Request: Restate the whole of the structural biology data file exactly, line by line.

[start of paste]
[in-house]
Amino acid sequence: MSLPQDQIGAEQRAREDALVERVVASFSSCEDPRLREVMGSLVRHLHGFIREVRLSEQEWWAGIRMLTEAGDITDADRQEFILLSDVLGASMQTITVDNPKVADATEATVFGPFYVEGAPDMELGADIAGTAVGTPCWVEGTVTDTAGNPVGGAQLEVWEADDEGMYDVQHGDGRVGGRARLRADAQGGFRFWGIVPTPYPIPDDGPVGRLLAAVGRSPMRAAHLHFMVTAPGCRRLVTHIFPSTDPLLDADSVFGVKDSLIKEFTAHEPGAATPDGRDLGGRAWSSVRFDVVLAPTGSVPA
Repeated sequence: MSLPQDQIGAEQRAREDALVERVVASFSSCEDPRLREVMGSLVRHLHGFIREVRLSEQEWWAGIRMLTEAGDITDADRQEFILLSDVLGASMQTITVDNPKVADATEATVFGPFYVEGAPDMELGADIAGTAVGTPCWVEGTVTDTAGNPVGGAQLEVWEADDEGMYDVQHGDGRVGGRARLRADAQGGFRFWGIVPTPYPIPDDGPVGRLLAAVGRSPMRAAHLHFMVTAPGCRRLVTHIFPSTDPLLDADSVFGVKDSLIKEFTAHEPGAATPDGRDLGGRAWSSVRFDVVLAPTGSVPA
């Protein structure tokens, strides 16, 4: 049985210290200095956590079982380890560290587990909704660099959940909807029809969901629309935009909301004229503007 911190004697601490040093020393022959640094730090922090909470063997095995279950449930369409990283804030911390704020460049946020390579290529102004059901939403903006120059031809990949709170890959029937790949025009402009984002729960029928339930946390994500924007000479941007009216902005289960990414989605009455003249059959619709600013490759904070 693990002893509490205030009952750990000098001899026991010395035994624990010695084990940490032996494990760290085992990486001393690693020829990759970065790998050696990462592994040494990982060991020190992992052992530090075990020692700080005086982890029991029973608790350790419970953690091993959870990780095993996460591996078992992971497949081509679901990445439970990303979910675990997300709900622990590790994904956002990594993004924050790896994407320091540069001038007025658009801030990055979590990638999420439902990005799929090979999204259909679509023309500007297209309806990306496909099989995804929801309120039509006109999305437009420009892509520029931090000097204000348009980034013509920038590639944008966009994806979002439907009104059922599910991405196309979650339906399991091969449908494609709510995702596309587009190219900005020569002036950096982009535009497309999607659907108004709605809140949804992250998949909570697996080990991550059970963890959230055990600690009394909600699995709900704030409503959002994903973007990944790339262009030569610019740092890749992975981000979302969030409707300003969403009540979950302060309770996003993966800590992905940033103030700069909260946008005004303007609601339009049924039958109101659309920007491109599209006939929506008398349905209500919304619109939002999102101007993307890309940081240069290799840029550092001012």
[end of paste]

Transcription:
[in-house]
Amino acid sequence: MSLPQDQIGAEQRAREDALVERVVASFSSCEDPRLREVMGSLVRHLHGFIREVRLSEQEWWAGIRMLTEAGDITDADRQEFILLSDVLGASMQTITVDNPKVADATEATVFGPFYVEGAPDMELGADIAGTAVGTPCWVEGTVTDTAGNPVGGAQLEVWEADDEGMYDVQHGDGRVGGRARLRADAQGGFRFWGIVPTPYPIPDDGPVGRLLAAVGRSPMRAAHLHFMVTAPGCRRLVTHIFPSTDPLLDADSVFGVKDSLIKEFTAHEPGAATPDGRDLGGRAWSSVRFDVVLAPTGSVPA
Repeated sequence: MSLPQDQIGAEQRAREDALVERVVASFSSCEDPRLREVMGSLVRHLHGFIREVRLSEQEWWAGIRMLTEAGDITDADRQEFILLSDVLGASMQTITVDNPKVADATEATVFGPFYVEGAPDMELGADIAGTAVGTPCWVEGTVTDTAGNPVGGAQLEVWEADDEGMYDVQHGDGRVGGRARLRADAQGGFRFWGIVPTPYPIPDDGPVGRLLAAVGRSPMRAAHLHFMVTAPGCRRLVTHIFPSTDPLLDADSVFGVKDSLIKEFTAHEPGAATPDGRDLGGRAWSSVRFDVVLAPTGSVPA
């Protein structure tokens, strides 16, 4: 049985210290200095956590079982380890560290587990909704660099959940909807029809969901629309935009909301004229503007 911190004697601490040093020393022959640094730090922090909470063997095995279950449930369409990283804030911390704020460049946020390579290529102004059901939403903006120059031809990949709170890959029937790949025009402009984002729960029928339930946390994500924007000479941007009216902005289960990414989605009455003249059959619709600013490759904070 693990002893509490205030009952750990000098001899026991010395035994624990010695084990940490032996494990760290085992990486001393690693020829990759970065790998050696990462592994040494990982060991020190992992052992530090075990020692700080005086982890029991029973608790350790419970953690091993959870990780095993996460591996078992992971497949081509679901990445439970990303979910675990997300709900622990590790994904956002990594993004924050790896994407320091540069001038007025658009801030990055979590990638999420439902990005799929090979999204259909679509023309500007297209309806990306496909099989995804929801309120039509006109999305437009420009892509520029931090000097204000348009980034013509920038590639944008966009994806979002439907009104059922599910991405196309979650339906399991091969449908494609709510995702596309587009190219900005020569002036950096982009535009497309999607659907108004709605809140949804992250998949909570697996080990991550059970963890959230055990600690009394909600699995709900704030409503959002994903973007990944790339262009030569610019740092890749992975981000979302969030409707300003969403009540979950302060309770996003993966800590992905940033103030700069909260946008005004303007609601339009049924039958109101659309920007491109599209006939929506008398349905209500919304619109939002999102101007993307890309940081240069290799840029550092001012």